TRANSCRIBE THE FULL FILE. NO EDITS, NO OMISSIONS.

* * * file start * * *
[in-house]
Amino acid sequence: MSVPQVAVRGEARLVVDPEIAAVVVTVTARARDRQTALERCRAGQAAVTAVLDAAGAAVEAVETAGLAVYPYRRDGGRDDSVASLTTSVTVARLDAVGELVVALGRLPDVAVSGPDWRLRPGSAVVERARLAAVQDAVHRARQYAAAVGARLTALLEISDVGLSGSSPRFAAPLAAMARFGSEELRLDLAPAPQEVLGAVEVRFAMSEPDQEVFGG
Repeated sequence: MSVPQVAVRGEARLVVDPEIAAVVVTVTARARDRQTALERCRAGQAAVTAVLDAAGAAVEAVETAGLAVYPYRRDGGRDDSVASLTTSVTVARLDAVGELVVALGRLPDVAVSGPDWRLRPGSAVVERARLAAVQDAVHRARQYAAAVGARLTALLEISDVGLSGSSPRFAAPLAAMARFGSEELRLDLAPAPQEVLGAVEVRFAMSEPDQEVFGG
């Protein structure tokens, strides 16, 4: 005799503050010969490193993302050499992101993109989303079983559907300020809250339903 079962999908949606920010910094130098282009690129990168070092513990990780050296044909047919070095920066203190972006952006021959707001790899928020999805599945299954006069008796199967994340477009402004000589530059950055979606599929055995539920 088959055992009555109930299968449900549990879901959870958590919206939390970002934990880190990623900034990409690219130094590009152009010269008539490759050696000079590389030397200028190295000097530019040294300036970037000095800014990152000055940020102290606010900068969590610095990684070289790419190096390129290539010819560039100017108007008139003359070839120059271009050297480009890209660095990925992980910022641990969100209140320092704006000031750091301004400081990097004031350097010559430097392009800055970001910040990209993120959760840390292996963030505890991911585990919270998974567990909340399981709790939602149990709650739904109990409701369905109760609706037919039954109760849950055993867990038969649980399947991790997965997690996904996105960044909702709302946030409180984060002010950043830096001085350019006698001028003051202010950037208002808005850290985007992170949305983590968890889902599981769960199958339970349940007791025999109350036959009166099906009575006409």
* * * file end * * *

[in-house]
Amino acid sequence: MSVPQVAVRGEARLVVDPEIAAVVVTVTARARDRQTALERCRAGQAAVTAVLDAAGAAVEAVETAGLAVYPYRRDGGRDDSVASLTTSVTVARLDAVGELVVALGRLPDVAVSGPDWRLRPGSAVVERARLAAVQDAVHRARQYAAAVGARLTALLEISDVGLSGSSPRFAAPLAAMARFGSEELRLDLAPAPQEVLGAVEVRFAMSEPDQEVFGG
Repeated sequence: MSVPQVAVRGEARLVVDPEIAAVVVTVTARARDRQTALERCRAGQAAVTAVLDAAGAAVEAVETAGLAVYPYRRDGGRDDSVASLTTSVTVARLDAVGELVVALGRLPDVAVSGPDWRLRPGSAVVERARLAAVQDAVHRARQYAAAVGARLTALLEISDVGLSGSSPRFAAPLAAMARFGSEELRLDLAPAPQEVLGAVEVRFAMSEPDQEVFGG
């Protein structure tokens, strides 16, 4: 005799503050010969490193993302050499992101993109989303079983559907300020809250339903 079962999908949606920010910094130098282009690129990168070092513990990780050296044909047919070095920066203190972006952006021959707001790899928020999805599945299954006069008796199967994340477009402004000589530059950055979606599929055995539920 088959055992009555109930299968449900549990879901959870958590919206939390970002934990880190990623900034990409690219130094590009152009010269008539490759050696000079590389030397200028190295000097530019040294300036970037000095800014990152000055940020102290606010900068969590610095990684070289790419190096390129290539010819560039100017108007008139003359070839120059271009050297480009890209660095990925992980910022641990969100209140320092704006000031750091301004400081990097004031350097010559430097392009800055970001910040990209993120959760840390292996963030505890991911585990919270998974567990909340399981709790939602149990709650739904109990409701369905109760609706037919039954109760849950055993867990038969649980399947991790997965997690996904996105960044909702709302946030409180984060002010950043830096001085350019006698001028003051202010950037208002808005850290985007992170949305983590968890889902599981769960199958339970349940007791025999109350036959009166099906009575006409």